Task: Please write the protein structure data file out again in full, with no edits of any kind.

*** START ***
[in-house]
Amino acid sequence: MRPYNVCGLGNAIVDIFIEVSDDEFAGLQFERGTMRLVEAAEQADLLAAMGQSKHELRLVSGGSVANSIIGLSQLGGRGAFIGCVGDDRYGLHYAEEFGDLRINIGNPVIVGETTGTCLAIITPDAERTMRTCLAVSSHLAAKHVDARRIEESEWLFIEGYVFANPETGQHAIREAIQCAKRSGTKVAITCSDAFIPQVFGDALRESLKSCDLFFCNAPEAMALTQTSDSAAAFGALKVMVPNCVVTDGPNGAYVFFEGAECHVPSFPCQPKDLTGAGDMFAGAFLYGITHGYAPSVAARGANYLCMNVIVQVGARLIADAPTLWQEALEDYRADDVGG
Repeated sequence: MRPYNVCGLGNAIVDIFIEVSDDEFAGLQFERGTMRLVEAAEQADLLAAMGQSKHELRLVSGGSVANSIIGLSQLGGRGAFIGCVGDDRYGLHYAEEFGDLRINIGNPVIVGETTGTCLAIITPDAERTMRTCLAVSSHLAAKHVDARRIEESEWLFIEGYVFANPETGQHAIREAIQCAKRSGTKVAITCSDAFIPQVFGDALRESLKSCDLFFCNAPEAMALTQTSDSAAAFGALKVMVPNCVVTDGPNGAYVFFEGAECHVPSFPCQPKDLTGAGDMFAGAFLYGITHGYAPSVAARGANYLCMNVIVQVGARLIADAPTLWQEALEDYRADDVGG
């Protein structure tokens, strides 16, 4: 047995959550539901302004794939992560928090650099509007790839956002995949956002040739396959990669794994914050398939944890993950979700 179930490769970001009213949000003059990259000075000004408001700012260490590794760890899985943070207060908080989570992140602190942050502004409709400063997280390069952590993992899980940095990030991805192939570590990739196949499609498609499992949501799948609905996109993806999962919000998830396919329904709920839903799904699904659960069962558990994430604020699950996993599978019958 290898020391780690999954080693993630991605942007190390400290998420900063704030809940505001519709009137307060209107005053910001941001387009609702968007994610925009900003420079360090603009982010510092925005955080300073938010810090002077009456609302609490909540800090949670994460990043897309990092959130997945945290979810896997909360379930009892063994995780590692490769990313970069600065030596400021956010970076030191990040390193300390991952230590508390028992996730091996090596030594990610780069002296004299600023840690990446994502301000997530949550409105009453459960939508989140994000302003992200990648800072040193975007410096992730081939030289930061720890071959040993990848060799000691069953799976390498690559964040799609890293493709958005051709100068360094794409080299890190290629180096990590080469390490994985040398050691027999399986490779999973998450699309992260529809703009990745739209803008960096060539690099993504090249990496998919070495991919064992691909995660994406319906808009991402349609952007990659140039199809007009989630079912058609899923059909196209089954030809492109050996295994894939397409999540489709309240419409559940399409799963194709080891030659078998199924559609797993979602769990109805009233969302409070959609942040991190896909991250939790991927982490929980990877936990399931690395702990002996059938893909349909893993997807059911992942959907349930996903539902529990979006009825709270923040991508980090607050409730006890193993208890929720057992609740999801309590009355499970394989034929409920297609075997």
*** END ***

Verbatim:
[in-house]
Amino acid sequence: MRPYNVCGLGNAIVDIFIEVSDDEFAGLQFERGTMRLVEAAEQADLLAAMGQSKHELRLVSGGSVANSIIGLSQLGGRGAFIGCVGDDRYGLHYAEEFGDLRINIGNPVIVGETTGTCLAIITPDAERTMRTCLAVSSHLAAKHVDARRIEESEWLFIEGYVFANPETGQHAIREAIQCAKRSGTKVAITCSDAFIPQVFGDALRESLKSCDLFFCNAPEAMALTQTSDSAAAFGALKVMVPNCVVTDGPNGAYVFFEGAECHVPSFPCQPKDLTGAGDMFAGAFLYGITHGYAPSVAARGANYLCMNVIVQVGARLIADAPTLWQEALEDYRADDVGG
Repeated sequence: MRPYNVCGLGNAIVDIFIEVSDDEFAGLQFERGTMRLVEAAEQADLLAAMGQSKHELRLVSGGSVANSIIGLSQLGGRGAFIGCVGDDRYGLHYAEEFGDLRINIGNPVIVGETTGTCLAIITPDAERTMRTCLAVSSHLAAKHVDARRIEESEWLFIEGYVFANPETGQHAIREAIQCAKRSGTKVAITCSDAFIPQVFGDALRESLKSCDLFFCNAPEAMALTQTSDSAAAFGALKVMVPNCVVTDGPNGAYVFFEGAECHVPSFPCQPKDLTGAGDMFAGAFLYGITHGYAPSVAARGANYLCMNVIVQVGARLIADAPTLWQEALEDYRADDVGG
């Protein structure tokens, strides 16, 4: 047995959550539901302004794939992560928090650099509007790839956002995949956002040739396959990669794994914050398939944890993950979700 179930490769970001009213949000003059990259000075000004408001700012260490590794760890899985943070207060908080989570992140602190942050502004409709400063997280390069952590993992899980940095990030991805192939570590990739196949499609498609499992949501799948609905996109993806999962919000998830396919329904709920839903799904699904659960069962558990994430604020699950996993599978019958 290898020391780690999954080693993630991605942007190390400290998420900063704030809940505001519709009137307060209107005053910001941001387009609702968007994610925009900003420079360090603009982010510092925005955080300073938010810090002077009456609302609490909540800090949670994460990043897309990092959130997945945290979810896997909360379930009892063994995780590692490769990313970069600065030596400021956010970076030191990040390193300390991952230590508390028992996730091996090596030594990610780069002296004299600023840690990446994502301000997530949550409105009453459960939508989140994000302003992200990648800072040193975007410096992730081939030289930061720890071959040993990848060799000691069953799976390498690559964040799609890293493709958005051709100068360094794409080299890190290629180096990590080469390490994985040398050691027999399986490779999973998450699309992260529809703009990745739209803008960096060539690099993504090249990496998919070495991919064992691909995660994406319906808009991402349609952007990659140039199809007009989630079912058609899923059909196209089954030809492109050996295994894939397409999540489709309240419409559940399409799963194709080891030659078998199924559609797993979602769990109805009233969302409070959609942040991190896909991250939790991927982490929980990877936990399931690395702990002996059938893909349909893993997807059911992942959907349930996903539902529990979006009825709270923040991508980090607050409730006890193993208890929720057992609740999801309590009355499970394989034929409920297609075997």